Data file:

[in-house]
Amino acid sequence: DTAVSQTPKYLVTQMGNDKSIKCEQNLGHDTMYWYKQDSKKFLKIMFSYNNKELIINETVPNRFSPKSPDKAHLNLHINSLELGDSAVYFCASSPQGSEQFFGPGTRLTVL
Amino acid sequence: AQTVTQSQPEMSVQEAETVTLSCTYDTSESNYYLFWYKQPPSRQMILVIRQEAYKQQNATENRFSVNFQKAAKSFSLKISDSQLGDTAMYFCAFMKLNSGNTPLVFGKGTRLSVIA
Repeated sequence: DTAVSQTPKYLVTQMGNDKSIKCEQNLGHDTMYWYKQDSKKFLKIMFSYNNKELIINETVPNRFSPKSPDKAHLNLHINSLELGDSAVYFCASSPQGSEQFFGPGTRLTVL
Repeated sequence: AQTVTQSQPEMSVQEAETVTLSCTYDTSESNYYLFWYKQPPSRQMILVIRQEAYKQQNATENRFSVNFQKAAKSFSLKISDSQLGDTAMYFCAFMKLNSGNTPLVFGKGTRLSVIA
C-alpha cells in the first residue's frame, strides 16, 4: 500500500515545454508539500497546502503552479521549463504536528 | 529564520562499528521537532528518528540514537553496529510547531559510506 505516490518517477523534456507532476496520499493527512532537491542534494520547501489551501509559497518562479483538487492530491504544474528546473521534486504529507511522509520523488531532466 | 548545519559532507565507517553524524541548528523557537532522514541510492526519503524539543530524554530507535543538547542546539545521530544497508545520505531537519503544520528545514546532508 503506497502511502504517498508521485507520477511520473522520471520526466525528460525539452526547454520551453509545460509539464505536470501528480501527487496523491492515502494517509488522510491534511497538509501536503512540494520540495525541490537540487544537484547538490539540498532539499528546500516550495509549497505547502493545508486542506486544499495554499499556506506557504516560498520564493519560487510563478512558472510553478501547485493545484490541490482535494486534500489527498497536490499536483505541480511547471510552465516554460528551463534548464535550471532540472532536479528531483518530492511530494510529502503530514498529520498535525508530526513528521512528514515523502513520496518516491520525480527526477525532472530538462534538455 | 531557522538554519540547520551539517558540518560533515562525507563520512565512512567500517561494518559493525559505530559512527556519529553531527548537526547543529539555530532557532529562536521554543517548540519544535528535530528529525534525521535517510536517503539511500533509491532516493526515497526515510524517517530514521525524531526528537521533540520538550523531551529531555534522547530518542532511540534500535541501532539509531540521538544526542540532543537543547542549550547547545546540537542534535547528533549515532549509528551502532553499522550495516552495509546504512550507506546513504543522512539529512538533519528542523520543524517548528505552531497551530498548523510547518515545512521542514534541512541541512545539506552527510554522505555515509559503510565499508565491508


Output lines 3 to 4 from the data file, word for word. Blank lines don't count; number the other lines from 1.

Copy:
Amino acid sequence: AQTVTQSQPEMSVQEAETVTLSCTYDTSESNYYLFWYKQPPSRQMILVIRQEAYKQQNATENRFSVNFQKAAKSFSLKISDSQLGDTAMYFCAFMKLNSGNTPLVFGKGTRLSVIA
Repeated sequence: DTAVSQTPKYLVTQMGNDKSIKCEQNLGHDTMYWYKQDSKKFLKIMFSYNNKELIINETVPNRFSPKSPDKAHLNLHINSLELGDSAVYFCASSPQGSEQFFGPGTRLTVL